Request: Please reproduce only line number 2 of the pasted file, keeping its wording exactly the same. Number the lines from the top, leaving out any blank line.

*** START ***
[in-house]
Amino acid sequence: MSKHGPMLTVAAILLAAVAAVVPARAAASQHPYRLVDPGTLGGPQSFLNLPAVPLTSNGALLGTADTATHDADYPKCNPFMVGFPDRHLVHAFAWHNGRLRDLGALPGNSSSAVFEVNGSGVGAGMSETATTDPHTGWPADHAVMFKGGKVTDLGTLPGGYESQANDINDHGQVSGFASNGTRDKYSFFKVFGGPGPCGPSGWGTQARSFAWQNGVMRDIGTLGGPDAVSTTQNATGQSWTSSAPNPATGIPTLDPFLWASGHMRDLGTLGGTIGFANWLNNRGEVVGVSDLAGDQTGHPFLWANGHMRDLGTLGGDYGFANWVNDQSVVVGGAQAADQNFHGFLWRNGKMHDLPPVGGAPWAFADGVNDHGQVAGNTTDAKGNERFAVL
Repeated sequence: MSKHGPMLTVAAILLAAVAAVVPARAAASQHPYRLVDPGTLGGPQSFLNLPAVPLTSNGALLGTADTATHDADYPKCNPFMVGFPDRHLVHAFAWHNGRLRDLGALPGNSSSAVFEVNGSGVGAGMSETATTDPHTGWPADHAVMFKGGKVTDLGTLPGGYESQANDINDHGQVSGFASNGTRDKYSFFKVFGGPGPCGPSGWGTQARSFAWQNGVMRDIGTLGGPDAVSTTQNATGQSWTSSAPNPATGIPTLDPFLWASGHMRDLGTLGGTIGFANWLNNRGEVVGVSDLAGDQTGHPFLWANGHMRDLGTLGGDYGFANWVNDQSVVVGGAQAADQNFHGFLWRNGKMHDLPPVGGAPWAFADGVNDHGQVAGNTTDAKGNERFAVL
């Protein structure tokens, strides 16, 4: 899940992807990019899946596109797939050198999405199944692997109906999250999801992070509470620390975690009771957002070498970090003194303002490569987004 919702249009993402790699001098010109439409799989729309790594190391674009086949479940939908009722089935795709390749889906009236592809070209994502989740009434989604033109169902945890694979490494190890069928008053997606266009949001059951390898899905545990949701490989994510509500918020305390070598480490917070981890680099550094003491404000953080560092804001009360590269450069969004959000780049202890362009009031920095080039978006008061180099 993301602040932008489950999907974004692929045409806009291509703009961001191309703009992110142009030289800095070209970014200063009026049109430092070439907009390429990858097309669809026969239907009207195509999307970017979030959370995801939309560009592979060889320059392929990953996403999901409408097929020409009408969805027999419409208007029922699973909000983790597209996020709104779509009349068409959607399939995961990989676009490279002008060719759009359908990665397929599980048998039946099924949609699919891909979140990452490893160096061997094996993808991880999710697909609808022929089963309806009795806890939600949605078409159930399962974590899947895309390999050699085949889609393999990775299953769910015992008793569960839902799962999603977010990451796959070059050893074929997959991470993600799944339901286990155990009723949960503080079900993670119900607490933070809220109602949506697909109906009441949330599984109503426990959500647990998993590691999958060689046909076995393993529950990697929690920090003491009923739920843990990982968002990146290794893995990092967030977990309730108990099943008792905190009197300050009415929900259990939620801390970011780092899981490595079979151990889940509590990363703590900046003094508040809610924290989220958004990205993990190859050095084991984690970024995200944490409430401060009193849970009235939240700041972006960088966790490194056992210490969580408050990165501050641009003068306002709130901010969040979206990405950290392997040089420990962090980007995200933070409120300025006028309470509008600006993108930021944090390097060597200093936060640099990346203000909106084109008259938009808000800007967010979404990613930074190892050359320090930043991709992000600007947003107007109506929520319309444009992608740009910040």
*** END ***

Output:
Amino acid sequence: MSKHGPMLTVAAILLAAVAAVVPARAAASQHPYRLVDPGTLGGPQSFLNLPAVPLTSNGALLGTADTATHDADYPKCNPFMVGFPDRHLVHAFAWHNGRLRDLGALPGNSSSAVFEVNGSGVGAGMSETATTDPHTGWPADHAVMFKGGKVTDLGTLPGGYESQANDINDHGQVSGFASNGTRDKYSFFKVFGGPGPCGPSGWGTQARSFAWQNGVMRDIGTLGGPDAVSTTQNATGQSWTSSAPNPATGIPTLDPFLWASGHMRDLGTLGGTIGFANWLNNRGEVVGVSDLAGDQTGHPFLWANGHMRDLGTLGGDYGFANWVNDQSVVVGGAQAADQNFHGFLWRNGKMHDLPPVGGAPWAFADGVNDHGQVAGNTTDAKGNERFAVL